Two years ago, Simpson spoke to Teacher about programs and processes she introduced in response to the learning needs of the local children, in particular in relation to physical health and wellbeing.

Among other things for kindergarten students (those in the first year of primary school), Chapman Primary set up a specific fundamental motor skills program and, after researching information on forest schools in England, set up a Bush Kids program.

Reflecting on progress since then, Simpson says: 'Bush Kids and fundamental motor skills are now well embedded in our school curriculum with a strong focus on respect, resilience and independence.’

The school introduced a program called Active Play, for which it won a grant. 'It enables the kids to develop gross motor and fine motor skills out in the playground while they are actively playing. We have also purchased equipment for the preschool children.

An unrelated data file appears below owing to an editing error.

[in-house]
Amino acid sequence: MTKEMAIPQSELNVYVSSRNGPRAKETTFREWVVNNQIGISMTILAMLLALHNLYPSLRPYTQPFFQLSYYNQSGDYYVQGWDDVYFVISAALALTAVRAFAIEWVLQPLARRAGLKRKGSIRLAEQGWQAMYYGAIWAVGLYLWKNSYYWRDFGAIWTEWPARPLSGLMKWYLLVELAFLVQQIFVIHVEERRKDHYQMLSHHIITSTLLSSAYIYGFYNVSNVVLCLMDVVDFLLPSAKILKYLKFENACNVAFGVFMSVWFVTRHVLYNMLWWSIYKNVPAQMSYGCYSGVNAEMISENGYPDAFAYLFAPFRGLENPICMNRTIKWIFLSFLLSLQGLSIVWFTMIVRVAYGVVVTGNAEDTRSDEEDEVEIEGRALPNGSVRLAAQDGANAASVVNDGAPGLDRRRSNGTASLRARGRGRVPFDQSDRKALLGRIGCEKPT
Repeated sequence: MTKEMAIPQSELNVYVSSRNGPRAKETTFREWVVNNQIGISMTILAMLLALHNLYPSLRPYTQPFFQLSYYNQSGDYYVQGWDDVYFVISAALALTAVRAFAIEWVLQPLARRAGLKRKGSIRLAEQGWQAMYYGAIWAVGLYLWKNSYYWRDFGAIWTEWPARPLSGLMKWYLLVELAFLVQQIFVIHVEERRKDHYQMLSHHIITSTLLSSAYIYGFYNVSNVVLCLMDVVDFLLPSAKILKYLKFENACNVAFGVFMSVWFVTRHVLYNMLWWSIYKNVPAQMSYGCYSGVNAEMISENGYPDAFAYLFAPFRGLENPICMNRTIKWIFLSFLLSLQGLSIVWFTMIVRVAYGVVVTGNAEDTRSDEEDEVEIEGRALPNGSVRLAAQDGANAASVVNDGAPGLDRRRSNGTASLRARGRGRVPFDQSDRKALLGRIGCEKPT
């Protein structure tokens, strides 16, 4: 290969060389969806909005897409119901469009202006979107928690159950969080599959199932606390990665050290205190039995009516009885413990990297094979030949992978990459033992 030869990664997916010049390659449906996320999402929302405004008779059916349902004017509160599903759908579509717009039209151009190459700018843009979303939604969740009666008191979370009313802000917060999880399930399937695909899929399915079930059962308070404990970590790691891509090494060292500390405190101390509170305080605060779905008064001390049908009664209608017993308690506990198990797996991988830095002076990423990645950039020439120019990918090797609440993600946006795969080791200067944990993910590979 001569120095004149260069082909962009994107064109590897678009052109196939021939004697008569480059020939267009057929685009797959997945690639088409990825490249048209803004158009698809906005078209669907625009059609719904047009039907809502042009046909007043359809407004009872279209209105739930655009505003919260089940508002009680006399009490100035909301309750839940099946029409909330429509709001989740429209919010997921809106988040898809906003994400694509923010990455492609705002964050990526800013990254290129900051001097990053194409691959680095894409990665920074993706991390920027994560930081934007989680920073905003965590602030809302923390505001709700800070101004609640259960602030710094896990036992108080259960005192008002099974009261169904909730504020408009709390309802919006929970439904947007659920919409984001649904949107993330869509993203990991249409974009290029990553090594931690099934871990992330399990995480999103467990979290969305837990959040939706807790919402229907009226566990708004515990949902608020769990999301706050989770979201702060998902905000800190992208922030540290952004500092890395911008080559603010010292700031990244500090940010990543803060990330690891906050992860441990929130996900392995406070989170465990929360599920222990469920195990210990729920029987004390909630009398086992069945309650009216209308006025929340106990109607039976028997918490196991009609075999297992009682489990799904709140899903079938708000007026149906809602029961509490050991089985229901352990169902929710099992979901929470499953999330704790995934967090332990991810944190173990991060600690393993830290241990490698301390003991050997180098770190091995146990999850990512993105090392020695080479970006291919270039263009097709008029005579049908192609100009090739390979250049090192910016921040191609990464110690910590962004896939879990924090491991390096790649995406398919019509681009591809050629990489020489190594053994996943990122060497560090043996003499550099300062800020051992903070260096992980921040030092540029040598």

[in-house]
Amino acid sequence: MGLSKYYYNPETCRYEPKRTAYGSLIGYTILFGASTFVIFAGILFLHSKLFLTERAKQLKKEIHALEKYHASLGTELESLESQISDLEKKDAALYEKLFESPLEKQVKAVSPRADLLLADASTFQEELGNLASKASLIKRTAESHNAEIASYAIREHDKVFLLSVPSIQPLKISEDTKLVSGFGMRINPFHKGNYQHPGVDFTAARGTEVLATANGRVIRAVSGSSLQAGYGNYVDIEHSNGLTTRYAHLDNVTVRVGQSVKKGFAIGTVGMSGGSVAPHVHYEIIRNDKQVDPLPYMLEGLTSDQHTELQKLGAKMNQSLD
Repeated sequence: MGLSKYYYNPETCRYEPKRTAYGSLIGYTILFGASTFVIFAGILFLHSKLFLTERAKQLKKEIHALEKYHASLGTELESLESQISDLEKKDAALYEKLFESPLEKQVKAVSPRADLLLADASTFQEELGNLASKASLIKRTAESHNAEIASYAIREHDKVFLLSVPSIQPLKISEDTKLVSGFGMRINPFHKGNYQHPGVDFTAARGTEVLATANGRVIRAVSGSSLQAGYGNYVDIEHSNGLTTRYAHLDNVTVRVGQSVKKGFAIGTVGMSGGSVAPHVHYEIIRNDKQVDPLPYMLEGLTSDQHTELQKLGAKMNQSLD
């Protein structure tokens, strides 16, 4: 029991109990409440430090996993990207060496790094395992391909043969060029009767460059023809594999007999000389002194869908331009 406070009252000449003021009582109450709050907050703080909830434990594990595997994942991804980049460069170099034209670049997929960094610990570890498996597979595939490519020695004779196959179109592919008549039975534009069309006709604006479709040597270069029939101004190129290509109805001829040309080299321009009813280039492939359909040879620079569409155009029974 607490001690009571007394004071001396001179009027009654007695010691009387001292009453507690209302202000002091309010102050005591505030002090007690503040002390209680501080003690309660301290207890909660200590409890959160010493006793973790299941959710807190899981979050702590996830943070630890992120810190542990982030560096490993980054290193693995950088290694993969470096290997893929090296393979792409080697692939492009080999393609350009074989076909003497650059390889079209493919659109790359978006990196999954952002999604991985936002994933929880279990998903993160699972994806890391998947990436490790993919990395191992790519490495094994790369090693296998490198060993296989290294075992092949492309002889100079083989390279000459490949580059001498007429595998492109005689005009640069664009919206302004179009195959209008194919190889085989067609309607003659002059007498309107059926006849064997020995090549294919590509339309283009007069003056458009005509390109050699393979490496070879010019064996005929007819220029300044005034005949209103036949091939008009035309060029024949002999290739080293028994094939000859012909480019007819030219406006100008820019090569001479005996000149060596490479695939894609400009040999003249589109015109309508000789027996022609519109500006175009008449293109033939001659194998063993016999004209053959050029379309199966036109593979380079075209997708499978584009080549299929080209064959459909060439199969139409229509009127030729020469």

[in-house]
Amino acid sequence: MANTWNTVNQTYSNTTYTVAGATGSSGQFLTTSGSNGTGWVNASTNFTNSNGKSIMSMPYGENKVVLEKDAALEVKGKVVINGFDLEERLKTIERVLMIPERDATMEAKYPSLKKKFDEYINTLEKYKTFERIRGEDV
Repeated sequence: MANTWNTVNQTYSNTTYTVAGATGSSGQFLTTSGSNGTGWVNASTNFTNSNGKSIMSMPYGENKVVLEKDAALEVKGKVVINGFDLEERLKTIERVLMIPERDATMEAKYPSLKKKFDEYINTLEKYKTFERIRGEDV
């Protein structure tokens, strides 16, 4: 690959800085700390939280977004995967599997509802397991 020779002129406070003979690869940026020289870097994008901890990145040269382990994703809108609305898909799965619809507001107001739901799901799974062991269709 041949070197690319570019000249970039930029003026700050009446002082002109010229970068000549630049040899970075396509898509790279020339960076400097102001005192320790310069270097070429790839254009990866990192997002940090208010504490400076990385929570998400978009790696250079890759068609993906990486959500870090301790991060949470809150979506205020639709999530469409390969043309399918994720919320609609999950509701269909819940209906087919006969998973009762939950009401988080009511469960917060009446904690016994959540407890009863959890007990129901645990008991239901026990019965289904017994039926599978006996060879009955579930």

‘We have upgraded the playground to make it an environment where they have a big space where they can run around and they can do exercise.

‘Since 2015, we have had a whole school approach to health and wellbeing from preschool to Year 6 under the KidsMatter.

‘All staff have engaged in professional learning, our community has been immersed in the journey through workshops, our newsletter and Facebook posts, and children have participated in weekly social emotional learning activities. And, each fortnight children are rewarded for positive contributions to our school through our FRIENDS values.’

The latest AEDC data have not only confirmed strong improvement in the development of the children starting their first year of primary school but also shone a light on a different domain on which to focus – and Chapman Primary School is doing this from preschool and in collaboration with the parent community.